IE extends its functionality by allowing developers to use
safe ActiveX components within Web pages. One development in the stateless
connection arena is the XMLHTTP component.
By using the XMLHTTP component, you can transfer data to the
server and receive data from the server without navigating from the current Web
page. This functionality is important because it helps alleviate the pains of
stateless connections. It can also speed up the process by eliminating the need
to download redundant HTML.
Mozilla’s response to this was to
create its own inherent XML proxy: the XMLHttpRequest
class. For the most part, the XMLHttpRequest object
behaves like the XMLHTTP component. This means you can use a lot of the same
Help information as the XMLHTTP component. The methods and properties are
similar; however, all the methods and properties begin with a lowercase letter,
and there isn’t support for some properties.
Here’s a simple example that uses eXtensible
Binding Language (XBL) to bind a behavior to an <INPUT> element to update
the XML data island. Then, the data goes to the server for processing. Listing A contains the code for xml_http.asp.
Listing B contains the code for link_data.xml.
The xml_http.asp file creates an
XML data island with one important node: link_data.
Also, the rendering of this HTML creates a textbox and button that will be used
to create the event to send the XML data to the server.
IE allows you to embed XML data islands and bind HTML
elements to the underlying data within that data island. Mozilla
relies on XBL to create behaviors for elements. Using XBL, you can create a
behavior for the <INPUT> element so that when the onChange
event occurs, the “bound” XML node value can be updated. The “linkedData” style class informs Mozilla
that the link_data.xml file should be used to create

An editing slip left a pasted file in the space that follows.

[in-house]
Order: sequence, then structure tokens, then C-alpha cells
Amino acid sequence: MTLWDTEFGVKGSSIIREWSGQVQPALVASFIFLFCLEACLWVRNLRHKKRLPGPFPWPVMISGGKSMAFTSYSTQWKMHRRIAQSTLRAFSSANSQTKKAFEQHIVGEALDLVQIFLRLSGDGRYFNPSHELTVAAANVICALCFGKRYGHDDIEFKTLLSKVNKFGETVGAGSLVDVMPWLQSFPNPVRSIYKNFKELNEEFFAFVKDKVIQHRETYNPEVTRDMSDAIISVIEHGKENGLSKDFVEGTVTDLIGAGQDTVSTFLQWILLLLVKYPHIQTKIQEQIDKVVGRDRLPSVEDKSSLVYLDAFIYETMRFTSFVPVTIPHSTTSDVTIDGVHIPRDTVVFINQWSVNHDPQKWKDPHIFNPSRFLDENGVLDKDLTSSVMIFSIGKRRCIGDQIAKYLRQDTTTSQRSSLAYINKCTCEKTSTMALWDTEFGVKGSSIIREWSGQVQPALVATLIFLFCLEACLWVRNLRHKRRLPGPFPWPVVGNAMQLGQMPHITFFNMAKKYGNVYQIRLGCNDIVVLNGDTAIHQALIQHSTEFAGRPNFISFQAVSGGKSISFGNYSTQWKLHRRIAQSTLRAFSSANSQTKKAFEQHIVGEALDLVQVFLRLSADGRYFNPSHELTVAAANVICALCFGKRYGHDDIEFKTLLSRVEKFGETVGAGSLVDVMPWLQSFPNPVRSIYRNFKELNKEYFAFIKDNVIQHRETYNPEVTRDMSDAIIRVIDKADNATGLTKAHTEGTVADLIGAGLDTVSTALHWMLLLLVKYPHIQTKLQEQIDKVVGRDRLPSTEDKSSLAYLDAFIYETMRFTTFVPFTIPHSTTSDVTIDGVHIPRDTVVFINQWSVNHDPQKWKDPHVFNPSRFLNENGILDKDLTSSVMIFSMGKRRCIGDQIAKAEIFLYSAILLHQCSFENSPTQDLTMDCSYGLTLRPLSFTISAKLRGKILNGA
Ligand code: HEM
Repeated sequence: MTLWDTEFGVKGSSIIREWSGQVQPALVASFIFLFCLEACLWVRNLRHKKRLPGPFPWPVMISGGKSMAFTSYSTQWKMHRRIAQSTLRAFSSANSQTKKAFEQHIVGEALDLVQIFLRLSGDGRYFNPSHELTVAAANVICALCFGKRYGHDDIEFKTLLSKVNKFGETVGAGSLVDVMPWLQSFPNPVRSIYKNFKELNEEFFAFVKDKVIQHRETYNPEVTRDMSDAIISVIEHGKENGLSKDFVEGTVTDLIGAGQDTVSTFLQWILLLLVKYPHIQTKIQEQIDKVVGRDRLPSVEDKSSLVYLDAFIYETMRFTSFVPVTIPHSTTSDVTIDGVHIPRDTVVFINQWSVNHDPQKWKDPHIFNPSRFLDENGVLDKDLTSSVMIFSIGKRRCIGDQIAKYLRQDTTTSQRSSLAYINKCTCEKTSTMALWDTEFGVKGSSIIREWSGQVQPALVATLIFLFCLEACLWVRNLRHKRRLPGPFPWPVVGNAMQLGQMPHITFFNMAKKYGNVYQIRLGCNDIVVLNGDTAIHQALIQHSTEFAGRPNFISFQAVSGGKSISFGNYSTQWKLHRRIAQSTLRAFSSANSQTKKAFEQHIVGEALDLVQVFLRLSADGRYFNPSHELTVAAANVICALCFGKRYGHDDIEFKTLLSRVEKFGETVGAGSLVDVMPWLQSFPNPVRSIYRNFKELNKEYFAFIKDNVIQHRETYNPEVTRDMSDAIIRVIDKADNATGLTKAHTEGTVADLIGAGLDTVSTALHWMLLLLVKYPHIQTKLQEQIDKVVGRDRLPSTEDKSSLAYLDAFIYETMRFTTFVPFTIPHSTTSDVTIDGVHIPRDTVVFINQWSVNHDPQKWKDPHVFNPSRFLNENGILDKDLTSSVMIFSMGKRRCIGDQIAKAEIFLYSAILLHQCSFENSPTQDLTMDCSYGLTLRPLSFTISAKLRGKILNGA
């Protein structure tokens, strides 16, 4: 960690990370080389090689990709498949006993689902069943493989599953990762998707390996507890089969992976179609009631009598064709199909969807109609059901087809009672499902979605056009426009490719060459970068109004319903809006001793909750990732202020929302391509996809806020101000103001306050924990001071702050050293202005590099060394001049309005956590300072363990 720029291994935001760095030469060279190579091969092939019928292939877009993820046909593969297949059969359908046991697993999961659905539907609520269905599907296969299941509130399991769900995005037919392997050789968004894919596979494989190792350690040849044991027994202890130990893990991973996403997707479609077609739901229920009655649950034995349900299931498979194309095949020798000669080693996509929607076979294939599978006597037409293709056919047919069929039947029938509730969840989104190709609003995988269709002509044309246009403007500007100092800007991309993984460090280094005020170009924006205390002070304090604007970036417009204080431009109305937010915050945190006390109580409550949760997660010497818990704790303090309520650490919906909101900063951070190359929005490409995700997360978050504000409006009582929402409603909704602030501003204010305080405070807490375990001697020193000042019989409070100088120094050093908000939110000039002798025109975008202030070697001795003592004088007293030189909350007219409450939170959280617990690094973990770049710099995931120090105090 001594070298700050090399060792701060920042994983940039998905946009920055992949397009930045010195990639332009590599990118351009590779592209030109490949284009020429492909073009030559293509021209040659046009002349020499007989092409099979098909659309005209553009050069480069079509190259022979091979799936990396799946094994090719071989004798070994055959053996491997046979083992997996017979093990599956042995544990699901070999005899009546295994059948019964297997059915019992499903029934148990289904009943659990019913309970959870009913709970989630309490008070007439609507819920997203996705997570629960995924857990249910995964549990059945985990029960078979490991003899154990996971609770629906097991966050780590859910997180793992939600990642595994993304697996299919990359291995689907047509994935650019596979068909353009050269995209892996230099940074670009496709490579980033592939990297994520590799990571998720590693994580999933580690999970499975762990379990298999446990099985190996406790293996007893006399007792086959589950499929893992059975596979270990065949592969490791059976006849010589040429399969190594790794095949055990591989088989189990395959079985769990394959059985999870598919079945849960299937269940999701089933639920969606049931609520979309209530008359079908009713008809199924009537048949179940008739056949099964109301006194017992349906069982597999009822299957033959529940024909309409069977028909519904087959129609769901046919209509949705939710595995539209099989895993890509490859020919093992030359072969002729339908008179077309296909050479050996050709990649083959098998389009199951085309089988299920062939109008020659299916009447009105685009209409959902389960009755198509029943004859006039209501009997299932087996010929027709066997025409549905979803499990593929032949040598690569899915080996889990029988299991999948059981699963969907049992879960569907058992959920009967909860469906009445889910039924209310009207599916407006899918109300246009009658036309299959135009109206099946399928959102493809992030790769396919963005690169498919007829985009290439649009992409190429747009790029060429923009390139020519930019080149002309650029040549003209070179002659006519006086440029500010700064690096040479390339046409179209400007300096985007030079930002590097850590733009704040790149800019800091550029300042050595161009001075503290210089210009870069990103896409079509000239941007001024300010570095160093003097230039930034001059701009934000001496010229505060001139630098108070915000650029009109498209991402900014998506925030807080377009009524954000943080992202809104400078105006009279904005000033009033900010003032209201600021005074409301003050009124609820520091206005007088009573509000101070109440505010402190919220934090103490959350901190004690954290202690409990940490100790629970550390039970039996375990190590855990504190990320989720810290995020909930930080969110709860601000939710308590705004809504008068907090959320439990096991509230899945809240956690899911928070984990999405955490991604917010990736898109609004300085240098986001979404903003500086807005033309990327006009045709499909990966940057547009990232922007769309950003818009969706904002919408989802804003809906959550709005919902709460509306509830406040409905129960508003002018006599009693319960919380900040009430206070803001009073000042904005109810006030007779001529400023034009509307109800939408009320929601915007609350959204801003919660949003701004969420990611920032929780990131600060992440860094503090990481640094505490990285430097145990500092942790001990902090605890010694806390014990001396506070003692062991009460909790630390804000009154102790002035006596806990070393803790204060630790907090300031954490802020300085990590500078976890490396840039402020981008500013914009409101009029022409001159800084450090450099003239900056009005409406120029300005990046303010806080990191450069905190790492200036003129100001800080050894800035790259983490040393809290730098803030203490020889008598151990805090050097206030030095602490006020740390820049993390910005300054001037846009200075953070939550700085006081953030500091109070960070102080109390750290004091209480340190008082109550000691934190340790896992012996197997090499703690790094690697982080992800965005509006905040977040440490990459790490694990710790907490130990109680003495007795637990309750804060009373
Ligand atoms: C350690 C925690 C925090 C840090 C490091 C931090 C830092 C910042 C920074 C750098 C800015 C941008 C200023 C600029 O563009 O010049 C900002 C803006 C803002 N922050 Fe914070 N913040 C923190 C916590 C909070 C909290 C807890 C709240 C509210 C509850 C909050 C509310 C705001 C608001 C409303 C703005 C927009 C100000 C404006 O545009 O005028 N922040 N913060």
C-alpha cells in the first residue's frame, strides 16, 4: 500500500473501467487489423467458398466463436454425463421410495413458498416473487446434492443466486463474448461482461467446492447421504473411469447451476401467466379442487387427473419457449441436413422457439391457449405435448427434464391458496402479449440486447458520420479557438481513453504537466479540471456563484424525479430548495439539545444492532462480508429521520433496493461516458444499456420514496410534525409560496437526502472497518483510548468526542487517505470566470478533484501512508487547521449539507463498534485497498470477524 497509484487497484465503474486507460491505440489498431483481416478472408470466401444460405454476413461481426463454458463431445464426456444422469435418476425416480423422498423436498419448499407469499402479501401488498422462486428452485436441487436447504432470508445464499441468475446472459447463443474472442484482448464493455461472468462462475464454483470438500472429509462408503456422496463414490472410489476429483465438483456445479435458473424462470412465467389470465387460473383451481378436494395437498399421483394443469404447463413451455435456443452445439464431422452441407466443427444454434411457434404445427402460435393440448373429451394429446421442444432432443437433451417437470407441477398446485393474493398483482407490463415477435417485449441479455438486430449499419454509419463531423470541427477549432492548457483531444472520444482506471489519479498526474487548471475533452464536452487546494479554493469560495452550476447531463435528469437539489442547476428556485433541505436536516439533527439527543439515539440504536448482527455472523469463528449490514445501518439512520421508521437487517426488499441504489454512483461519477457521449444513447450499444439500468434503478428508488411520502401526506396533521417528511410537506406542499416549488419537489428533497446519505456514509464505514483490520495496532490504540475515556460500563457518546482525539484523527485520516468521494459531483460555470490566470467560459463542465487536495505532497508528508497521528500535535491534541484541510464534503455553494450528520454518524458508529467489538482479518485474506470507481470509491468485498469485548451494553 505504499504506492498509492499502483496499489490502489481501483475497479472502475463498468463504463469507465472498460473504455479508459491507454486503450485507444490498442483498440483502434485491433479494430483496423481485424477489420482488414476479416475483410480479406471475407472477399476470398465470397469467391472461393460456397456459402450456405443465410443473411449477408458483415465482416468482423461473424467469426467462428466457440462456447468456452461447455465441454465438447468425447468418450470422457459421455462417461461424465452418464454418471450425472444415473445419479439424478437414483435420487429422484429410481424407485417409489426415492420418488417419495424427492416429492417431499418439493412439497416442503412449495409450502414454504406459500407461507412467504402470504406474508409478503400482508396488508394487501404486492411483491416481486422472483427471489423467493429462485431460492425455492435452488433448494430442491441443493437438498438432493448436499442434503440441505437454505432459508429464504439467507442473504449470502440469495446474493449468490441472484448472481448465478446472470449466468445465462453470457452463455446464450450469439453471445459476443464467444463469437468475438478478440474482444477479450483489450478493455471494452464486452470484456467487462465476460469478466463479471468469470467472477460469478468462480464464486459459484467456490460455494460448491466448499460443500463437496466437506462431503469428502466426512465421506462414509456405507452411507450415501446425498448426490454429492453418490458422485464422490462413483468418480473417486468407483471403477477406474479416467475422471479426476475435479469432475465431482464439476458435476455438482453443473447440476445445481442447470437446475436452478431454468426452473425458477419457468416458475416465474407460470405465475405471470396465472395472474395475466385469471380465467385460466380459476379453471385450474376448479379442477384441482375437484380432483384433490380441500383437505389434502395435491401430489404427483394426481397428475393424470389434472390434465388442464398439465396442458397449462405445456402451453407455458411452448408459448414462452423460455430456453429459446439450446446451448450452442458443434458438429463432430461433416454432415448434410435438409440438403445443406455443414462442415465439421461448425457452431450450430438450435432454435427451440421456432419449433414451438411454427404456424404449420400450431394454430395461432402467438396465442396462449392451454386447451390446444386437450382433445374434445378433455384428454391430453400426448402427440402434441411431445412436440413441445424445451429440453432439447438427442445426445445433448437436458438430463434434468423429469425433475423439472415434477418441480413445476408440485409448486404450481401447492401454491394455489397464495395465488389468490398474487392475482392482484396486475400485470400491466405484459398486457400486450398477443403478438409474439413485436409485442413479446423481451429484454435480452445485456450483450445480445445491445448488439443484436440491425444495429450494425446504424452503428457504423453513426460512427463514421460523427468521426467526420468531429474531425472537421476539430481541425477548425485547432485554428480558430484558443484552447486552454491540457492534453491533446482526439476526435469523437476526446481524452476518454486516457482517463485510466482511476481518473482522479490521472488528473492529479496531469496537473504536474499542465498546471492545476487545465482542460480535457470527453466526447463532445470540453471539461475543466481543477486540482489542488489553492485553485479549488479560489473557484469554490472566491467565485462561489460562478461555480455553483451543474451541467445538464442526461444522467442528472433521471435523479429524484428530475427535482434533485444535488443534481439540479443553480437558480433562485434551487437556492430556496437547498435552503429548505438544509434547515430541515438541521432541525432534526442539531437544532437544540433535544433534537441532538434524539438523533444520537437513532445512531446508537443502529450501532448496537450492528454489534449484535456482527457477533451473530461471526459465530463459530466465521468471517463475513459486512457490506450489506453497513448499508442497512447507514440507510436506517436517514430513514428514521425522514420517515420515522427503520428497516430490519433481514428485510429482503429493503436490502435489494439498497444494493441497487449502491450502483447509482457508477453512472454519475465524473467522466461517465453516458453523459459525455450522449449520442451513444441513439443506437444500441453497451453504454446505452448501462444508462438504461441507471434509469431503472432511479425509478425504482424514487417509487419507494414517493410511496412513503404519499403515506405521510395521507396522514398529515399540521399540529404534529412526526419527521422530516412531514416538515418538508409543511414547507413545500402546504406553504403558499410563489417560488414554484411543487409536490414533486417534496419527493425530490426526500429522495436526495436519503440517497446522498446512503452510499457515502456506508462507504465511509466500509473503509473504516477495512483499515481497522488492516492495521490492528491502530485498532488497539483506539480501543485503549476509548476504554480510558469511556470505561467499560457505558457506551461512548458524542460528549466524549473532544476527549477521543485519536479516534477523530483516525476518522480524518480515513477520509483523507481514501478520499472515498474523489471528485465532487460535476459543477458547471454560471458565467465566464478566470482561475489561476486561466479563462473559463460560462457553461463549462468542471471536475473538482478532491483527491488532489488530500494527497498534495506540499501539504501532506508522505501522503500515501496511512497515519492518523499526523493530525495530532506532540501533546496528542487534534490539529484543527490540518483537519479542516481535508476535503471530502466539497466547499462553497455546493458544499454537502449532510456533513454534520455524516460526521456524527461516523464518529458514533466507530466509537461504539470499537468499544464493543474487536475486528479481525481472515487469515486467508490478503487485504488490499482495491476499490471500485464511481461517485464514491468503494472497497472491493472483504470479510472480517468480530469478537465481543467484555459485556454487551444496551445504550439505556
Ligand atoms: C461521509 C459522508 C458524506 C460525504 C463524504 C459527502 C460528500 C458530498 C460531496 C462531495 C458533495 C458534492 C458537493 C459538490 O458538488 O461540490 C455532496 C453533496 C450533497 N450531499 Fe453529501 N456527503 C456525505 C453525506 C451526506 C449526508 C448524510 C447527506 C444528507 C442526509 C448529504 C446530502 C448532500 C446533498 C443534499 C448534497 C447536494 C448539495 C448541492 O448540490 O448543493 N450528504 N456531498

the binding. This class is utilized in the <INPUT TYPE=”text”…>
If you examine the link_data.xml
code, you’ll notice that the onchange event handler
simply grabs the link_data node in the XML data
island and updates the text node value. This is a very simple approach to this
solution; it just updates the data if the data in the textbox changes. It isn’t
a two-way binding mechanism because, if the node value changes, the textbox
wouldn’t reflect the change.
When the user clicks on the Test button, the magic happens.
A new XMLHttpRequest object is created to send the
XML data to the server. Then, just as the XMLHTTP component works in IE, you
open the connection to your remote page using the open()
method. In this example, I add a query string to the xml_http.asp
page so I can use the same page to handle the XML transmission. Using the send() method, I pass the xmlData
data island’s innerHTML. (In IE, this is the same as
specifying the xml property of the xmlData data
When the xml_http.asp page is
loaded, it checks to see if the “action” parameter was passed to the
page and if that parameter equals “update.” If this is the case—which
it is when we make the XMLHttpRequest request—it
creates a DOMDocument component, loads the XML from
the Request object, and returns the xml of the DOMDocument.
This is for example and doesn’t serve any purpose other than to show that it
works. The Request object exposes the IStream
interface, which allows the DOMDocument to load() the xml directly from the Request object. (In another
language, you would use the POST data from the HTTP request.)
This is a very simple example to show off Mozilla’s XML capabilities. One of the drawbacks to doing
XML with Mozilla is that there’s limited
documentation. As mentioned earlier, for the most part, you can utilize Microsoft’s
documentation on the XMLHTTP component for the XMLHttpRequest
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